[Python-Dev] Add transform() and untranform() methods

Victor Stinner victor.stinner at gmail.com
Sat Nov 16 01:47:38 CET 2013

2013/11/16 Nick Coghlan <ncoghlan at gmail.com>:
> To address Serhiy's security concerns with the compression codecs (which are
> technically independent of the question of restoring the aliases), I also
> plan to document how to systematically blacklist particular codecs in an
> application by setting attributes on the encodings module and/or appropriate
> entries in sys.modules.

I would be simpler and safer to blacklist bytes=>bytes and str=>str
codecs from bytes.decode() and str.encode() directly. Marc Andre
Lemburg proposed to add new attributes in CodecInfo to specify input
and output types.

> The only functional *change* I'd still like to make for 3.4 is to restore
> the shorthand aliases for the non-Unicode codecs (to ease the migration for
> folks coming from Python 2), but this thread has convinced me I likely need
> to write the PEP *before* doing that, and I still have to integrate
> ensurepip into pyvenv before the beta 1 deadline.
> So unless you and Victor are prepared to +1 the restoration of the codec
> aliases (closing issue 7475) in anticipation of that codecs infrastructure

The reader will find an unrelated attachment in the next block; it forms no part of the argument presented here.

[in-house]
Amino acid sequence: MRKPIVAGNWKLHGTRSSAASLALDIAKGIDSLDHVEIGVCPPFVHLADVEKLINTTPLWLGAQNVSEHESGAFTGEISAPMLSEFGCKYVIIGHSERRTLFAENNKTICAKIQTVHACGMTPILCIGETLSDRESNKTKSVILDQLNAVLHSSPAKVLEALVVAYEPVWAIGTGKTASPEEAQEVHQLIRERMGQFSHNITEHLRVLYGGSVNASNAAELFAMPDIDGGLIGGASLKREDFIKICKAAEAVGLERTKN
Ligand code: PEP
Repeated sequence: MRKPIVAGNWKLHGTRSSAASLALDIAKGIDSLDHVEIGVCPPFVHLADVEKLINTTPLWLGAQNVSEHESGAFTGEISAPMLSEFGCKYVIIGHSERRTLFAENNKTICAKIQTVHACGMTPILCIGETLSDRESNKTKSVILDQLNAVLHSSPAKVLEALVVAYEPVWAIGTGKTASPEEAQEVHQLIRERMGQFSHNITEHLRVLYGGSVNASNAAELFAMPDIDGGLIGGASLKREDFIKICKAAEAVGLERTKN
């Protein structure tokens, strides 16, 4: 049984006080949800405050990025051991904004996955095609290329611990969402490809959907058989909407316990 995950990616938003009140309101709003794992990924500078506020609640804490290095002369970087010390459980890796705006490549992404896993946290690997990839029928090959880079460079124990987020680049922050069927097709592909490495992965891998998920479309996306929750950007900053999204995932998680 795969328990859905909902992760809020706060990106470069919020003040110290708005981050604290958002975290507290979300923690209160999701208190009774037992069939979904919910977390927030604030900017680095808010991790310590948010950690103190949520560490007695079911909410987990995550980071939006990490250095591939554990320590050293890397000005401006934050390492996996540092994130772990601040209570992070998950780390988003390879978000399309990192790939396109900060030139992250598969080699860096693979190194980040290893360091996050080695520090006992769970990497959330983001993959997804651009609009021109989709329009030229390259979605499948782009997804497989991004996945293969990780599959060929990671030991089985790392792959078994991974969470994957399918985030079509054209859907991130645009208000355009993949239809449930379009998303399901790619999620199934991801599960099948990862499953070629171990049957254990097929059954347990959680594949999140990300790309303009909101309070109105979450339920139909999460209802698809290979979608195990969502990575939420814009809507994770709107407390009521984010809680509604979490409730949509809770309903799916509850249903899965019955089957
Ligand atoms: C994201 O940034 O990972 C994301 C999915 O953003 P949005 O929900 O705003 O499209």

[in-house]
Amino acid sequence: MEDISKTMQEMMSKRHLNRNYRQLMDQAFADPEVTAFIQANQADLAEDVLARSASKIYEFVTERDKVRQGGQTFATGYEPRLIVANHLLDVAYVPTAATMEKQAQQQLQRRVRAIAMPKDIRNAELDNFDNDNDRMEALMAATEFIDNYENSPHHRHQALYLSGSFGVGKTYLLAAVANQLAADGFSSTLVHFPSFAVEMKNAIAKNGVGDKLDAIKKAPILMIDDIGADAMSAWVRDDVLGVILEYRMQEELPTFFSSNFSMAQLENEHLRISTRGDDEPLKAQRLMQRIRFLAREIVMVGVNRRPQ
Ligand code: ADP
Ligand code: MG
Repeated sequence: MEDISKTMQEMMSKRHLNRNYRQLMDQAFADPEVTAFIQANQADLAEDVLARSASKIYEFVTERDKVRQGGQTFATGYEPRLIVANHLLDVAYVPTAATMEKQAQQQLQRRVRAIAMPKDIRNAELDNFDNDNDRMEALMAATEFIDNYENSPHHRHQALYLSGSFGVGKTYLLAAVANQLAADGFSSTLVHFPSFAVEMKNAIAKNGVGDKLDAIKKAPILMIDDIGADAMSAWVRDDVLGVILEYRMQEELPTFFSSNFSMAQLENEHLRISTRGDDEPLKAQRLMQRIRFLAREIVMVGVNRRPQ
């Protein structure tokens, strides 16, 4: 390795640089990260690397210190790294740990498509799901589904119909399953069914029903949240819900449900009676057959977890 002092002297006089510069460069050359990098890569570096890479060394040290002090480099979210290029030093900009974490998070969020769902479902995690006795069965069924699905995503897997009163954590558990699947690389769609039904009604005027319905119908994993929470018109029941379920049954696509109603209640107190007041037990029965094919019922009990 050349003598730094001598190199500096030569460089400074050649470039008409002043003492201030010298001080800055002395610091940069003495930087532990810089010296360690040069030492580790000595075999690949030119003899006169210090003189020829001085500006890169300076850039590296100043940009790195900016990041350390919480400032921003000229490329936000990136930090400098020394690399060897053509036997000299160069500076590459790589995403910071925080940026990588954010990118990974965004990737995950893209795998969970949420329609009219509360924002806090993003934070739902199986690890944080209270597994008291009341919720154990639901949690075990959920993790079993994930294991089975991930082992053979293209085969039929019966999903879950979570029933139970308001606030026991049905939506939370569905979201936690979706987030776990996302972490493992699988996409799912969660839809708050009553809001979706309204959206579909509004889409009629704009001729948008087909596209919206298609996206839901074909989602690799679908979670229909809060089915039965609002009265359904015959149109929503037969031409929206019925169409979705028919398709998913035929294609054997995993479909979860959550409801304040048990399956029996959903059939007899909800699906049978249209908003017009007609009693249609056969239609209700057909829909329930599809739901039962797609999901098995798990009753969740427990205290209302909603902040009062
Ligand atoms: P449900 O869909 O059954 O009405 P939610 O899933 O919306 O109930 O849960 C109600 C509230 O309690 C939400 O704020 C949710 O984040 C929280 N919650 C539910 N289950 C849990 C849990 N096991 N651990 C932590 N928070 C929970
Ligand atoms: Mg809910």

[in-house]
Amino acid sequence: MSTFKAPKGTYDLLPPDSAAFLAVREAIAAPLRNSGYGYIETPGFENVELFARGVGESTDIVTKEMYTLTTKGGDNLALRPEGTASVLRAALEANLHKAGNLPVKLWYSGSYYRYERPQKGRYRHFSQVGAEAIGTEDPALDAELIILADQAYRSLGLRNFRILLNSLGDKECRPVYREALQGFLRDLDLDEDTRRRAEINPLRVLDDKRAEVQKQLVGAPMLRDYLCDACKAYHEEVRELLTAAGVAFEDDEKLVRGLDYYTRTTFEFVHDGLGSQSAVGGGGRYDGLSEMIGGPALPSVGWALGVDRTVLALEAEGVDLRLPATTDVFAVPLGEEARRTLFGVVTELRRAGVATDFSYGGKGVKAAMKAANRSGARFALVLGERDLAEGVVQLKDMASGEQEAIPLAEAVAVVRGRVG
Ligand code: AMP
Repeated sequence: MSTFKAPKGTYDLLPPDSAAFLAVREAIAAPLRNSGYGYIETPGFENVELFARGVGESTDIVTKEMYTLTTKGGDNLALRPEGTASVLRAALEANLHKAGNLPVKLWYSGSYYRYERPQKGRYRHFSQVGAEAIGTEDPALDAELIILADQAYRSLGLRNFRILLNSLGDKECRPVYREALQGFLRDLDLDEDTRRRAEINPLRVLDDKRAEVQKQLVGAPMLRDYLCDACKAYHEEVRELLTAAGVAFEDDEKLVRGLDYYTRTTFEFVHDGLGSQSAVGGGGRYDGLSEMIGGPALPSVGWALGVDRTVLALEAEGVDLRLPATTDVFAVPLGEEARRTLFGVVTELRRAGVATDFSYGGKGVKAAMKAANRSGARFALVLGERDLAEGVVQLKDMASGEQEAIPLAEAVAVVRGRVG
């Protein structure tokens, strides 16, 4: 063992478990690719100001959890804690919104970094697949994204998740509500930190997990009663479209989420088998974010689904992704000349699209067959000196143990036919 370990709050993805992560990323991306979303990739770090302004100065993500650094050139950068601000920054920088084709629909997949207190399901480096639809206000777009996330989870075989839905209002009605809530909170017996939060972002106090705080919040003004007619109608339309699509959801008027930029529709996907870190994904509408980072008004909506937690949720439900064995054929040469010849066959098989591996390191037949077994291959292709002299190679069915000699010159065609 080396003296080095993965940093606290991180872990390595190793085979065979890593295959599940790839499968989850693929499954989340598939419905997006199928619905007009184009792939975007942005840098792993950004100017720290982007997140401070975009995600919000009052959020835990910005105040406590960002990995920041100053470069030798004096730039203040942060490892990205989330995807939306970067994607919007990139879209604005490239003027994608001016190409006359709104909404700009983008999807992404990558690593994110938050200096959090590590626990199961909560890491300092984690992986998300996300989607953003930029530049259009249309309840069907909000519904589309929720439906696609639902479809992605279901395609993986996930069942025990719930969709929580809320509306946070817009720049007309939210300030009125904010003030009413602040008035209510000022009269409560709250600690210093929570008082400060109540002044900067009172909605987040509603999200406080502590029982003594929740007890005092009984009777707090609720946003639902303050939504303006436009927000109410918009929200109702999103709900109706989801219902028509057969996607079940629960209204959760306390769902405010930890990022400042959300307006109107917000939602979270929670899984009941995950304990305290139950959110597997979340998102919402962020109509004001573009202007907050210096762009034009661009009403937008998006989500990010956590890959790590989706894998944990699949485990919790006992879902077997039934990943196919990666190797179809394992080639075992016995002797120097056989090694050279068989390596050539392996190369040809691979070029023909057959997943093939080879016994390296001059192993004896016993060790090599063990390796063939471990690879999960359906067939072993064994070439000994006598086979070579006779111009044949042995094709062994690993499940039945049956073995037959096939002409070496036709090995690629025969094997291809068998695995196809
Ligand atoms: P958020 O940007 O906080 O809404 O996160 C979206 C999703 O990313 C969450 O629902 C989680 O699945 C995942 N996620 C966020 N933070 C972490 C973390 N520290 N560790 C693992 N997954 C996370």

> documentation PEP, the change to restore the aliases probably won't be in
> 3.4. (I *might* get the PEP written in time regardless, but I'm not betting
> on it at this point).

Using StackOverflow search engine, I found some posts where people
asks for "hex" codec on Python 3. There are two answers: use binascii
module or use codecs.encode(). So even if codecs.encode() was never
documented, it looks like it is used. So I now agree that documenting
it would not make the situation worse.

Adding transform()/untransform() method to bytes and str is a non
trivial change and not everybody likes them. Anyway, it's too late for
Python 3.4.

In my opinion, the best option is to add new input_type/output_type
attributes to CodecInfo right now, and modify the codecs so
"abc".encode("hex") raises a LookupError (instead of tricky error
message with some evil low-level hacks on the traceback and the
exception, which is my initial concern in this mail thread). It fixes
also the security vulnerability.

To keep backward compatibility (even with custom codecs registered
manually), if input_type/output_type is not defined, we should
consider that the codec is a classical text encoding (encode
str=>bytes, decode bytes=>str).

The type of codecs.encode() result is my least concern in this topic.

I created the following issue to implement my idea:


More information about the Python-Dev mailing list